“The Roka case is really a different situation where in one family, two or three people got infected,” he said. “This puts them in a difficult situation. They do not have motivation; they do not have hope because of this disease.”
He added that while psychosocial counseling efforts by Buddhism for Development—including bringing in people already infected with HIV from other parts of the province to speak with the Roka villagers about their own experiences—had helped reduce the emotional burden placed on those infected, issues still remained.
“[T]he situation is so different. That’s why some of them cannot do their rice farming properly, they cannot go and earn income because they always worry about the disease,” he said, adding that the stigmatization the villagers faced also contributed to the trauma.
Tia Phalla, vice chairman of the National Center for HIV/AIDS, Dermatology and STD, said that he believed government and NGO efforts to reduce the stigma had seen success.
“In terms of the stigma and discrimination, I think we have done a lot to fight this,” Dr. Phalla said.
“We work with the school, we work with the local authorities, we work with villagers. Wherever we have stigma and discrimination we have action and…solution,” he said.
“So people, right now, understand well that, you know, eating, playing is not going to cause an HIV infection.”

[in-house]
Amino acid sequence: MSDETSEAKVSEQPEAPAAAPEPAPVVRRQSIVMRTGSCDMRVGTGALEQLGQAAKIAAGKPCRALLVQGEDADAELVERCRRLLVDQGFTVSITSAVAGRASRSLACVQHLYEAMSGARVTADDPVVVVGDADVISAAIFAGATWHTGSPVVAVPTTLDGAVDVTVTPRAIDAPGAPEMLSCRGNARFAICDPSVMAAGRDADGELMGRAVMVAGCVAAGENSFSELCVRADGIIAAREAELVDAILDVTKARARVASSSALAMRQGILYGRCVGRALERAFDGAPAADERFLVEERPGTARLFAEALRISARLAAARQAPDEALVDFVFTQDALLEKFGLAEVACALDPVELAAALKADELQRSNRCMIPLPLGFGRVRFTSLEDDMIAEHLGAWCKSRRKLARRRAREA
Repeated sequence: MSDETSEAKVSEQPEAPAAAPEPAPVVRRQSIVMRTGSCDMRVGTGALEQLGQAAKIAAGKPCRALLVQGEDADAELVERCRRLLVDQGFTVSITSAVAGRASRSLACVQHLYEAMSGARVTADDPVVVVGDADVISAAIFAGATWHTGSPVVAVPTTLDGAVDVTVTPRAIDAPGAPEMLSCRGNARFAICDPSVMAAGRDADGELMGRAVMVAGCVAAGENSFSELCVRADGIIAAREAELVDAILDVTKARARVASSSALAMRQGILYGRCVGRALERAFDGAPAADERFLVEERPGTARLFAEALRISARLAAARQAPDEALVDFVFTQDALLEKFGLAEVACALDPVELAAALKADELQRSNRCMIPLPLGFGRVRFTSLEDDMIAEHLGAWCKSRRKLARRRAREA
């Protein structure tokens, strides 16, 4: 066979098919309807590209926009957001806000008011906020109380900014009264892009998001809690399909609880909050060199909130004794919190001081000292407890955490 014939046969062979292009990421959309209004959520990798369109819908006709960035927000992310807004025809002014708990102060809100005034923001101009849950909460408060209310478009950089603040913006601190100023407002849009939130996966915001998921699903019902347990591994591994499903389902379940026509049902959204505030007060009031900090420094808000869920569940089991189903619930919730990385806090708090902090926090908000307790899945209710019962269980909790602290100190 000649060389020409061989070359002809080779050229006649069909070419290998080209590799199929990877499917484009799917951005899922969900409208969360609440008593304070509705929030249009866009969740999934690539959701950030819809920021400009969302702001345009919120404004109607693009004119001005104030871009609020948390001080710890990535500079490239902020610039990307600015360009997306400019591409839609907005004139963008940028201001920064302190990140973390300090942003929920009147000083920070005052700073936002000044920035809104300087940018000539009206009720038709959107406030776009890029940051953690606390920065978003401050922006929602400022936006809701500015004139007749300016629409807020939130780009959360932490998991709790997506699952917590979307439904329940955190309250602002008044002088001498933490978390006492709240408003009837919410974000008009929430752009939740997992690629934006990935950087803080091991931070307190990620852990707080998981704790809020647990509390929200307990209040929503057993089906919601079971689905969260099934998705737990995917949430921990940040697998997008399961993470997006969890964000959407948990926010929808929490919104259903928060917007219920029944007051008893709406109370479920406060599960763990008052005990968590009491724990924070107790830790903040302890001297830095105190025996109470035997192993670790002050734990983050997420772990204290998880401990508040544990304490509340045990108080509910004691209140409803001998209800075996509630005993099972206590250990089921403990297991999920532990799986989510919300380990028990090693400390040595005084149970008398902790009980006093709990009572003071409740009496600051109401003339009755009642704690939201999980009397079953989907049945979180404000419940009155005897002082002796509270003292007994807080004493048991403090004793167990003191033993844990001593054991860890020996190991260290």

Dr. Phalla added that while the government had plans through the 2016 budget to help Roka with a range of projects, including water sanitation, social support and irrigation work—having already funded a two-story, 20-bed addition to the commune health center and improved the road leading to the commune—it was important that Roka’s HIV-infected villagers did not become reliant on aid.
“The most important thing, whether you have HIV infection or not, is your strong inclination to survive,” Dr. Phalla said, adding that Buddhism for Development had helped set up a self-help group of 14 HIV-infected Roka villagers to provide counseling in the commune.
Instead of creating a reliance on donations, he added, “we are building resilience. A part of this is not coming from outside; it is from inside the community, inside of the people themselves, so people living with AIDS can influence people with AIDS.”
Back in Roka, Ms. Saron said that while she and the other HIV-positive villagers no longer felt as panicked as they did during the initial days of the outbreak, self-reliance could only go so far in addressing the community’s problems.
“I want the organizations and the government to help us into the future,” the former banana seller said.
“I’m afraid if they don’t, we will always have to worry about our health problems.”